"I demand REAL gargoyles on set!"
I guess if there's anything going for it, iFrankenstein is reasonably short. It's about 90 minutes (less than that if you don't count the credits). Had it gone on for two hours (which movies like this tend to do), it would be an easy candidate for worst movie of the year (already). It stayed short because, thankfully, they didn't inject a shoehorned love story into the mix. However, there was another unintentionally funny moment when Adam Frankenstein takes off his shirt and shows off his sweaty, rippling muscles, and Yvonne Strhovski gives a look of "Damn, this 200-year-old dead guy is a hunk...!" And while I thought the film was mostly boring, at least they never went longer than a few minutes without cutting back to an action scene. I was actually surprised that I didn't completely hate this movie with every inch of my beating heart after I saw it. It's just kind of bad in general. But I've seen much worse. Maaaaaaaybe it's worth a dollar to watch, but it's probably not worth 90 minutes of your precious time.
4 out of 10
[Scott Roberts] "Maaaaaaaybe it's worth a dollar to watch, but it's probably not worth 90 minutes of your precious time.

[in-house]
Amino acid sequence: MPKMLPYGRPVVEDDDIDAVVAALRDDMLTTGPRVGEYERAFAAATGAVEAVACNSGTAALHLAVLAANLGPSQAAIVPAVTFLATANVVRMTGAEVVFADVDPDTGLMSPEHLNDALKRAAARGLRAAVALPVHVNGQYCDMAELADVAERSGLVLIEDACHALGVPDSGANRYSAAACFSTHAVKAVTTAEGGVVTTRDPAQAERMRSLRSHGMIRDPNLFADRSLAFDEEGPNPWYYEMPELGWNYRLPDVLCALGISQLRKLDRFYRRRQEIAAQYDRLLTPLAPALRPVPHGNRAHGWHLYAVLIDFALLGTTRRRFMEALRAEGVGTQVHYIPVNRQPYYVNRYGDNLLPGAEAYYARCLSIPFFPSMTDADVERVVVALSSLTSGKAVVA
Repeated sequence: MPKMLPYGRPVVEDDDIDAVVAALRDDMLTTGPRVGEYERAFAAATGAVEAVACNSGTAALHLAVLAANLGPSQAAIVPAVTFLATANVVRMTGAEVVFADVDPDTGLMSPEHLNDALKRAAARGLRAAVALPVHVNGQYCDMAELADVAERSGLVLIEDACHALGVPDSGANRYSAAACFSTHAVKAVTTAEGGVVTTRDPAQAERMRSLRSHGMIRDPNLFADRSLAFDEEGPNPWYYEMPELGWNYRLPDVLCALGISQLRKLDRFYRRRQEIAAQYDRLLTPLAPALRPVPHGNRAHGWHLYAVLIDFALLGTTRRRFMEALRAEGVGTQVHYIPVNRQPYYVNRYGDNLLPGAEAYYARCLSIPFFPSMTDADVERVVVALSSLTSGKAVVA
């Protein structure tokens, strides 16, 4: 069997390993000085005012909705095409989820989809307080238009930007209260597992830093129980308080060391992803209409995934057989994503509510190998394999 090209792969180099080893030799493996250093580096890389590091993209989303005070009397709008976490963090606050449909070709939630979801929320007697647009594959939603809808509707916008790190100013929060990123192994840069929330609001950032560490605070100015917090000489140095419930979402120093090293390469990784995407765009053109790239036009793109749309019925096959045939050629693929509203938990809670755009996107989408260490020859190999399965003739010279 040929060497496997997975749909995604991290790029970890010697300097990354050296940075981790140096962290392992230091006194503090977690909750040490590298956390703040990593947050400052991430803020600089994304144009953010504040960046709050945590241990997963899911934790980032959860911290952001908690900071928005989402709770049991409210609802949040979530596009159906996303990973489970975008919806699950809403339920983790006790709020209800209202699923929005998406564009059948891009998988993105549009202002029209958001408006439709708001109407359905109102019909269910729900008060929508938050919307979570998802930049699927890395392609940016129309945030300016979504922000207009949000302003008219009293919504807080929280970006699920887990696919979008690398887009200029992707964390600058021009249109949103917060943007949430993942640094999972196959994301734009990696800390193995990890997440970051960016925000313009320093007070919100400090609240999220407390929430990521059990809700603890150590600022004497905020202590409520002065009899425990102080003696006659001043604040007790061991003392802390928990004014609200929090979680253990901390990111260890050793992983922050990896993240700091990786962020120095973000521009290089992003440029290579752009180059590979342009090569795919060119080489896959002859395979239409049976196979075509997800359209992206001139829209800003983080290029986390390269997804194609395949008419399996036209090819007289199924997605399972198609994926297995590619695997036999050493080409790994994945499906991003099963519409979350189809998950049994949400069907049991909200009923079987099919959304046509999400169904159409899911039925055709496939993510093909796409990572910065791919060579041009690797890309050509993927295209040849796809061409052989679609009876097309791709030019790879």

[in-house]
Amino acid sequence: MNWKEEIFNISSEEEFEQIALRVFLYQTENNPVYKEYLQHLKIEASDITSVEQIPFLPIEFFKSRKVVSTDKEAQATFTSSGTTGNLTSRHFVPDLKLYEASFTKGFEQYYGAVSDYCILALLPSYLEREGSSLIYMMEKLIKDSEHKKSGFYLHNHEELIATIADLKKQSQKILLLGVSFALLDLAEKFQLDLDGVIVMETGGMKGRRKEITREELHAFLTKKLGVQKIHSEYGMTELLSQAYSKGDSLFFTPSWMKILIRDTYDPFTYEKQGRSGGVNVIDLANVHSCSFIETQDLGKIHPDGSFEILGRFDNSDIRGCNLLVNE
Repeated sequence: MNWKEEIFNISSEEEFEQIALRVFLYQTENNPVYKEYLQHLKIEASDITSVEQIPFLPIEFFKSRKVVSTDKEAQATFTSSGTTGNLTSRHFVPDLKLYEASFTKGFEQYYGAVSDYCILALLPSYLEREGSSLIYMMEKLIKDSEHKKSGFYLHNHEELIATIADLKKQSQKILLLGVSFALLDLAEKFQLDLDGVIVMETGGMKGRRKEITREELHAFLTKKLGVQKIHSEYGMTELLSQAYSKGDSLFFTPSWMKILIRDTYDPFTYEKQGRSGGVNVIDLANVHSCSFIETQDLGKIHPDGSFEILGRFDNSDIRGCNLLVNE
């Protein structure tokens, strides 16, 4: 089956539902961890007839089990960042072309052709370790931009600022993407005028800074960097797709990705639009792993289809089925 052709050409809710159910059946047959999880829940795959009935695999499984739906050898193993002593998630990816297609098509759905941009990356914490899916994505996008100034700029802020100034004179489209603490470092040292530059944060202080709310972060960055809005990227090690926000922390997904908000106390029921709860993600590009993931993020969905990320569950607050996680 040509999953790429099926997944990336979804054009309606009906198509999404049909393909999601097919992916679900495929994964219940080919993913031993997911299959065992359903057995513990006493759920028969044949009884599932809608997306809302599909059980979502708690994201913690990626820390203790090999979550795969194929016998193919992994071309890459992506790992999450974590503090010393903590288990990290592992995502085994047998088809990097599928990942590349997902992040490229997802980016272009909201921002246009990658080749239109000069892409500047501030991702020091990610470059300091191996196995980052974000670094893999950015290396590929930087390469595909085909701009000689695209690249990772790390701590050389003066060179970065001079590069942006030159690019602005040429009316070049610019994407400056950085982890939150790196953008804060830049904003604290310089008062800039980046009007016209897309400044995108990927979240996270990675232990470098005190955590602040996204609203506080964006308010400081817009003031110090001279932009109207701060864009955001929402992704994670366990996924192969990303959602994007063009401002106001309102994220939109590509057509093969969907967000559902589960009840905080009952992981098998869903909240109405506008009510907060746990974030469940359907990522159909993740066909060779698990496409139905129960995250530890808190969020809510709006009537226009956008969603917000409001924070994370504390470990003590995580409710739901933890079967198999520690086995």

4 out of 10"
Wait a minute. It's barely worth a buck, and it gets a 4 out of 10? Does that mean it's actually worth, say, 4 bucks -- which would be a nifty scale: one point = one dollar/ticket -- or is your scale logarithmically weighted toward the bottom or something? Do tell!
[Tim Wilson] "or is your scale logarithmically weighted toward the bottom or something?"
Actually I tend to think of the scores like giving a grade to junior high art students turning in a big project, only I'm kind of an a-hole teacher and I'm willing to fail people over minor details. "Why did you add an Aaron Eckhart to your project, when you have a perfectly good Alexander Skarsgard in your craft bag?! And be careful with those scissors!"
And then, for all of the unintentional chuckle worthy moments and consistently dumb/fun (mostly dumb) action scenes, I figured it validated the dollar I had spent on it. I've wasted a dollar on stupider things! Damn you, Wal-Mart crane game!
The money equaling dollar amount scores is an intriguing thought, though. But I'd probably end up giving more movies much lower scores because I'm a cheapskate... Plus, you throw in a drink and candy, all of the sudden some movies are getting a 23 out of 10.